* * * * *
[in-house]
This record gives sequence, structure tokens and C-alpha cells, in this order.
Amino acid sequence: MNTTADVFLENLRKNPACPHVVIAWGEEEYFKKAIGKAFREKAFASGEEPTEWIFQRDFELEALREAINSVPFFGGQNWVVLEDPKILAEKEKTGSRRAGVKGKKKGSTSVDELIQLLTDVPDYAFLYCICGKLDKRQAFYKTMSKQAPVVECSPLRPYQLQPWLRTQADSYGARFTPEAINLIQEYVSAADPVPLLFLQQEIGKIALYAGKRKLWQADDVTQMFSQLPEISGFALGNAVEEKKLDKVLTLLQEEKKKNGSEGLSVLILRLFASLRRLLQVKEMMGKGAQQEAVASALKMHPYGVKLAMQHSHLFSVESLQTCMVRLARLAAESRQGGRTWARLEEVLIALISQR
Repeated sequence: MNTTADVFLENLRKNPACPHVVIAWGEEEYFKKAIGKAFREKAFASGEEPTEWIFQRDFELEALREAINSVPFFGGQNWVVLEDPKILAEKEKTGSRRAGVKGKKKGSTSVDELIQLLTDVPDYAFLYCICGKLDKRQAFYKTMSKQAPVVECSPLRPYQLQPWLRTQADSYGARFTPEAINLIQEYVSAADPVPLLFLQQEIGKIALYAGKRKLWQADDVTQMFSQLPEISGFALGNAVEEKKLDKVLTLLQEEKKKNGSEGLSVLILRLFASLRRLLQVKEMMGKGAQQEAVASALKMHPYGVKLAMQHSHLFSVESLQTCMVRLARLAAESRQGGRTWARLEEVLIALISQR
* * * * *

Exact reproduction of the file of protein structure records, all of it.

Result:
[in-house]
This record gives sequence, structure tokens and C-alpha cells, in this order.
Amino acid sequence: MNTTADVFLENLRKNPACPHVVIAWGEEEYFKKAIGKAFREKAFASGEEPTEWIFQRDFELEALREAINSVPFFGGQNWVVLEDPKILAEKEKTGSRRAGVKGKKKGSTSVDELIQLLTDVPDYAFLYCICGKLDKRQAFYKTMSKQAPVVECSPLRPYQLQPWLRTQADSYGARFTPEAINLIQEYVSAADPVPLLFLQQEIGKIALYAGKRKLWQADDVTQMFSQLPEISGFALGNAVEEKKLDKVLTLLQEEKKKNGSEGLSVLILRLFASLRRLLQVKEMMGKGAQQEAVASALKMHPYGVKLAMQHSHLFSVESLQTCMVRLARLAAESRQGGRTWARLEEVLIALISQR
Repeated sequence: MNTTADVFLENLRKNPACPHVVIAWGEEEYFKKAIGKAFREKAFASGEEPTEWIFQRDFELEALREAINSVPFFGGQNWVVLEDPKILAEKEKTGSRRAGVKGKKKGSTSVDELIQLLTDVPDYAFLYCICGKLDKRQAFYKTMSKQAPVVECSPLRPYQLQPWLRTQADSYGARFTPEAINLIQEYVSAADPVPLLFLQQEIGKIALYAGKRKLWQADDVTQMFSQLPEISGFALGNAVEEKKLDKVLTLLQEEKKKNGSEGLSVLILRLFASLRRLLQVKEMMGKGAQQEAVASALKMHPYGVKLAMQHSHLFSVESLQTCMVRLARLAAESRQGGRTWARLEEVLIALISQR